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Thread: Menard takes prestigious Indy win

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    Default Menard takes prestigious Indy win

    Fuel-strategy races are gut-wrenching for both the drivers and crews trying to master the strategy and make it work for them. That drama played out Sunday on one of NASCAR’s biggest stages.



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    Paul Menard, looking for his first career NASCAR Sprint Cup win, gambled on fuel and held the lead in the Brickyard 400 at Indianapolis Motor Speedway entering the final lap. He had tried to conserve fuel, trying to make it to the end and grab that win.

    A host of drivers had gambled on fuel, but Menard was the last with a shot to win.

    For the final seven laps, Jeff Gordon — safely carrying enough fuel after pitting later — was chasing that top group. But it turned out he didn’t have enough time as Menard stunned the field in taking the win.

    With five laps to go, 2010 Brickyard winner Jamie McMurray, also gambling on fuel, held the lead. Gordon moved to fifth, 3.520 seconds behind him.



    With four to go, Menard retook the lead from McMurray. Mark Martin was third, and Gordon sat fourth — only 1.370 seconds behind the leader. With a lap to go, Gordon moved closer to Menard. He trailed by 0.668 seconds entering the final lap.

    And he just didn’t have enough to catch Menard on that final lap.

    Caution periods had jumbled the field from time to time as a small number of drivers gambled on staying out during each of the sessions. Later cautions set up a fuel-mileage gamble for some.

    Still, throughout most of the race, there were familiar faces at or near the front.

    Gordon, a four-time winner at the track, and Red Bull Racing’s Kasey Kahne were strong in the opening segment of the race. Matt Kenseth and Juan Pablo Montoya moved into the fray late. And Jimmie Johnson seemed to be near the front, no matter who was pacing the field.

    Then the fuel strategy came into play.

    Tony Stewart inherited the lead when Regan Smith pitted on Lap 135 during a sequence of stops. Stewart was followed by Brian Vickers, Menard, Martin and McMurray. At that point, Gordon was 16th and Kenseth 17th.

    With 16 laps to go, Stewart sat in his dream position — more than 12 seconds ahead of the field at Indianapolis Motor Speedway. But the Indiana native and his Stewart-Haas Racing crew finally stopped for fuel and fell to 15th.


    Pit road was, as it has been all season, a major factor in the race. During the opening pair of caution periods, someone gambled on staying out on the track while the others pitted in order to gain track position. Gordon and Kahne tried it during the first caution period, and Dale Earnhardt Jr. took the lead and held it for seven laps by using the same strategy on the second stop. He was the lone driver to take that gamble during that caution period.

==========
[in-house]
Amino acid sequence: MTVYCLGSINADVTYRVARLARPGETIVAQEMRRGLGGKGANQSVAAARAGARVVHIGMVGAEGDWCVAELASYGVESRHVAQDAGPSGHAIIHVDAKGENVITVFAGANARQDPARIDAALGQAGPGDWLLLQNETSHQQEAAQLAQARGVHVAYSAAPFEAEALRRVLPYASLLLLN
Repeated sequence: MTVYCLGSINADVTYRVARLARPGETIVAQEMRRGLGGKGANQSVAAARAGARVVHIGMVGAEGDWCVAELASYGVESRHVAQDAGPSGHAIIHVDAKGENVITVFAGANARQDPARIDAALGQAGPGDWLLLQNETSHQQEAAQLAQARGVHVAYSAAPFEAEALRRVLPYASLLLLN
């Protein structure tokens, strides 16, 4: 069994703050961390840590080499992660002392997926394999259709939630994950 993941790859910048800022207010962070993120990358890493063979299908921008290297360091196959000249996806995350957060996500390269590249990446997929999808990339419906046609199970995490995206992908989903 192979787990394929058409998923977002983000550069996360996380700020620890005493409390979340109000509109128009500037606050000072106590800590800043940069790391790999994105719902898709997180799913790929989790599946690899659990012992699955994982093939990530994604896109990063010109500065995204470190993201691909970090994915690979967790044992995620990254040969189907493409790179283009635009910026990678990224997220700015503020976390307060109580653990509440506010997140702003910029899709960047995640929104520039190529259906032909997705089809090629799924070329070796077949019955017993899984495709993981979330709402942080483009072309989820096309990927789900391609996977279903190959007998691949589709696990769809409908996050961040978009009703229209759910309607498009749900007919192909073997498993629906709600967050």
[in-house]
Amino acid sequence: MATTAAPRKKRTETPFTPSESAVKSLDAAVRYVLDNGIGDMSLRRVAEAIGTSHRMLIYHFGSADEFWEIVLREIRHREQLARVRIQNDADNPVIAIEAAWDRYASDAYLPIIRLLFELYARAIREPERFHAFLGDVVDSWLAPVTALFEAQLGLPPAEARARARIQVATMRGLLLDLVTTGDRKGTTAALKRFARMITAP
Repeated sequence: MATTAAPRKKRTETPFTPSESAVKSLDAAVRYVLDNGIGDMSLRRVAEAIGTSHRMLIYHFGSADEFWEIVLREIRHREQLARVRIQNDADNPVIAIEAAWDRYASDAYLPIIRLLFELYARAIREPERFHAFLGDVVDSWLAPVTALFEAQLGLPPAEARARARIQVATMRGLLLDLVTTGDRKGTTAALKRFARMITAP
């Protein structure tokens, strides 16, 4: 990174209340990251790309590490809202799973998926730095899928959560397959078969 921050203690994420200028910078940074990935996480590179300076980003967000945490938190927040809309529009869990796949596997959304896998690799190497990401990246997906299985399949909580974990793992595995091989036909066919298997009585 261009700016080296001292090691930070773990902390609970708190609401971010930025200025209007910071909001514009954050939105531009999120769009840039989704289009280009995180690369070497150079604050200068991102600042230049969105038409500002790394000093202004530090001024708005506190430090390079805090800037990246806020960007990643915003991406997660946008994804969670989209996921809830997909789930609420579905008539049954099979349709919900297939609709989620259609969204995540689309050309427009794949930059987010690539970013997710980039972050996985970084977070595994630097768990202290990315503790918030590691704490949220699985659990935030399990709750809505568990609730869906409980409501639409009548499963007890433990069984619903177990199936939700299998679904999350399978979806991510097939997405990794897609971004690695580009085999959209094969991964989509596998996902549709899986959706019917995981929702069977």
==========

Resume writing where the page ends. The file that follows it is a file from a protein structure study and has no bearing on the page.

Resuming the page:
With less than 60 laps to go, a caution for debris knotted the field. And suddenly, the race took on a new dimension. First Menard fought a tenacious battle from challenger Kenseth, who was closely trailed by Gordon. Then, suddenly, Montoya began to show his trademark strength at the track and moved into the mix.

    On the restart with 34 laps to go, Brad Keselowski had remained at the helm. Richard Childress Racing teammates Jeff Burton and Clint Bowyer; Montoya; and Johnson chased him to the flag. And, then, on lap 131, the players who had been factors throughout much of the race came back into play. Gordon moved into third, Kenseth fourth.

    On Lap 130, Johnson, Kevin Harvick and Kahne pitted for fuel so they could make it to the end. Others soon followed with their final stops — some took tires on those stops while others took fuel only. Strategy had come into play and set up the final run.

    Kahne had taken the helm early in the race, leading 47 laps early before falling back deeper in the top 10 during a pit sequence.

    Kenseth, Gordon, Menard and Montoya were in the heat of battle when Kyle Busch slammed his Joe Gibbs Racing Toyota into the wall on Lap 113, bringing out the race’s fourth caution. This time it was Keselowski, Burton, McMurray and Landon Cassill who took the gamble to stay out while the leaders pitted under caution.

    Pit strategy jumbled the field, with Keselowski taking the lead. Montoya, who took two tires, restarted fifth. Johnson was seventh, Kenseth 11th and Gordon back in 12th with 44 laps to go.

    Cassill was hit by David Ragan as Johnson and Ragan tried to pass on each side and Cassill spun as Kahne slid across the grass trying to evade the action to half the action once more on Lap 120.

    Several opted to pit during the caution period, including Harvick, who was eighth at the time; Kyle Busch; Carl Edwards; and Menard, in addition to those who slid into the grass during the incident, such as Kahne and Kurt Busch.

    The race was slowed by an opening caution period for debris, then a second when David Reutimann took a hard hit into the wall.

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